16 Heyward, V.H. Advanced Fitness Assessment and Exercise Prescription. 4th ed.
Champaign, IL: Human Kinetics, 2002.

Break Free from Smoking Using Hypnotherapy


Stop Smoking

This article is adapted from John Melton’s original post in 2005:

hypnosis.edu/articles/smoking/cessation

People are often skeptical about hypnosis and its ability to aid in smoking cessation. Because of my many years of experience helping people break free form smoking, I understand the skepticism. The purpose of this article is to help people understand the benefits of hypnosis as a smoking cessation aid.

First and most important is to understand that smoking is an addiction. Popular media has informed us about the obvious addictive potential of nicotine but not much is discussed about the psychological part of this addiction.

Cigarettes find their way into the very fabric of everyday life, becoming a part of so many activities. Habits are formed, creating associative relationships to things like food and alcohol or even driving a car. Smokers also learn to identify themselves with cigarettes, and after a while, it seems to become a part of them. You must understand that psychological cravings are just as real as chemical ones.

Perhaps most importantly cigarettes become for most people, part of a coping mechanism to try to deal with emotional pressures like stress and boredom. When a smoker becomes upset, he or she reaches for the cigarette to try and feel better. The truth is that cigarettes are a false friend that tries to control and injure you, it is an abusive relationship. There are much more positive ways to learn to calm and feel better without replacing smoking with food and putting on weight. You can learn how.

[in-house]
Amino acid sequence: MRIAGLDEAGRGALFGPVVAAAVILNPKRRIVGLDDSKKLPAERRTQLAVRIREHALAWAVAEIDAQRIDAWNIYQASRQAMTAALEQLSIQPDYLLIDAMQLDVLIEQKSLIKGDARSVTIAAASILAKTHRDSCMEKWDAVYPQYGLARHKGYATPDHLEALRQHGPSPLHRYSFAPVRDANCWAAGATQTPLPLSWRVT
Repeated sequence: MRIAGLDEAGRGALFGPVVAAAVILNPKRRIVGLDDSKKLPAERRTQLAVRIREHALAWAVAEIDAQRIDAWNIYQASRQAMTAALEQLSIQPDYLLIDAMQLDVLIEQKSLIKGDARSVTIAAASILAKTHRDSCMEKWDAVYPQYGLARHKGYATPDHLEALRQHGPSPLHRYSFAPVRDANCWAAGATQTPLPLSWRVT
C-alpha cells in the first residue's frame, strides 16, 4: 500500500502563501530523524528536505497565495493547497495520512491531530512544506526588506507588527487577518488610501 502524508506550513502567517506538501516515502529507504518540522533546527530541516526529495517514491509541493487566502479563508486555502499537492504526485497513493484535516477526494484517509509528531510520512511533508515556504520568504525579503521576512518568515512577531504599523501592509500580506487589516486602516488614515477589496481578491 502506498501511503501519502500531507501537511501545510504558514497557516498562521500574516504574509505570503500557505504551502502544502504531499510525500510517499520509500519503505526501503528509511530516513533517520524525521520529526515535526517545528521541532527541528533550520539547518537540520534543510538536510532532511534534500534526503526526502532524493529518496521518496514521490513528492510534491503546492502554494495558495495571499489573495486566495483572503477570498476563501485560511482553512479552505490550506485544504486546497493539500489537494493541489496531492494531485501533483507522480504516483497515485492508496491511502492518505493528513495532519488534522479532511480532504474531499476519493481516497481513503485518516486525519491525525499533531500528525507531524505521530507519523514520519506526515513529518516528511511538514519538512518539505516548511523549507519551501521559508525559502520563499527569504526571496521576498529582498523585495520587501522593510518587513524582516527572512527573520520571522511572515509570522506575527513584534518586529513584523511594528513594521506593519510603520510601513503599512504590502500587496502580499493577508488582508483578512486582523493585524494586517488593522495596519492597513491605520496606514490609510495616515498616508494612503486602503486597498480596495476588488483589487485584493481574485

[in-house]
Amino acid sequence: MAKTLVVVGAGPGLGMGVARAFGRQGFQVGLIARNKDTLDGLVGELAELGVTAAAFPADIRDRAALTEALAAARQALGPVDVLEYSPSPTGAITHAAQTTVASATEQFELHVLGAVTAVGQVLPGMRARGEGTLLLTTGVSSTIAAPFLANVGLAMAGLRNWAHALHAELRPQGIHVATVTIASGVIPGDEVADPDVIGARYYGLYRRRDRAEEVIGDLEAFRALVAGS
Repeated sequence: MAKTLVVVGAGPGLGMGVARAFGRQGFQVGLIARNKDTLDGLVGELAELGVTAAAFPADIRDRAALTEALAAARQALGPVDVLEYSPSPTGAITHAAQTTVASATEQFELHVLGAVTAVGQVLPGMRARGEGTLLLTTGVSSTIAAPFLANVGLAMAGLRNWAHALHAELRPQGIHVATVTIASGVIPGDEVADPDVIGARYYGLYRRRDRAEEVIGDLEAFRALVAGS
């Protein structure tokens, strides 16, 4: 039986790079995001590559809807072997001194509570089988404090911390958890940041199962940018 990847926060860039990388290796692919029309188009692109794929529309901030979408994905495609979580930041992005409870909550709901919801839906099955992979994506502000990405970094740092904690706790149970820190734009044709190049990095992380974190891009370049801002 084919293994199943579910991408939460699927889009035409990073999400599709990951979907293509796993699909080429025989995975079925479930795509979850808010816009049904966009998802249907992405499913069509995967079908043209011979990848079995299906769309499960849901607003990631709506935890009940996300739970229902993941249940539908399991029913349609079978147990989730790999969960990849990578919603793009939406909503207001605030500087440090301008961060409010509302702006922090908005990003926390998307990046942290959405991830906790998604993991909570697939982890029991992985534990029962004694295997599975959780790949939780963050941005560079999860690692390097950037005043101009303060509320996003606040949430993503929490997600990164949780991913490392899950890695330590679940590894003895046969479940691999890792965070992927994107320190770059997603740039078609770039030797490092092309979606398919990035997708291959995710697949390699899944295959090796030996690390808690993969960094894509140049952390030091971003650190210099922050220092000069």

Recent publications tell us that our bodies eliminate the need for nicotine only a few days after we quit smoking. If it was purely a physical addiction, we would be done with smoking after a few days off the cigarette. But as most smokers know, the cravings usually continue when they try to quit cold turkey far after those first few days are over. This is because of the psychological needs that continue to drive the motivation to smoke through the many association stat develop over time.

This is where hypnosis helps. Hypnosis is an excellent tool for re-learning. By changing subconscious motivations to smoke you will change the habits and associations that drive much of this behaviour. You can also learn new coping skills so that the cigarette is not needed during stressful or emotional times. With these new attitudes and tools, getting through the first couple of days of the chemical addiction is usually much easier. Dealing with both the chemical and the psychological addiction is the real key to long term smoking cessation.

As you can imagine, with a smart plan and new tools and new attitudes about smoking, you can learn how to change the habits and healthfully deal with the emotional strains of a life free from cigarettes.

Hypnosis is not magic, it is a powerful tool. With professional help and understanding and if you really want to quit and are willing to put in some effort and invest in yourself, you really can quit smoking for life.

I have had great success with both my face to face and self help Break Free from Smoking programmes and there is more information on my Brain2Body Product page at the top and also details of sessions in the Hypno-Psychotherapy page.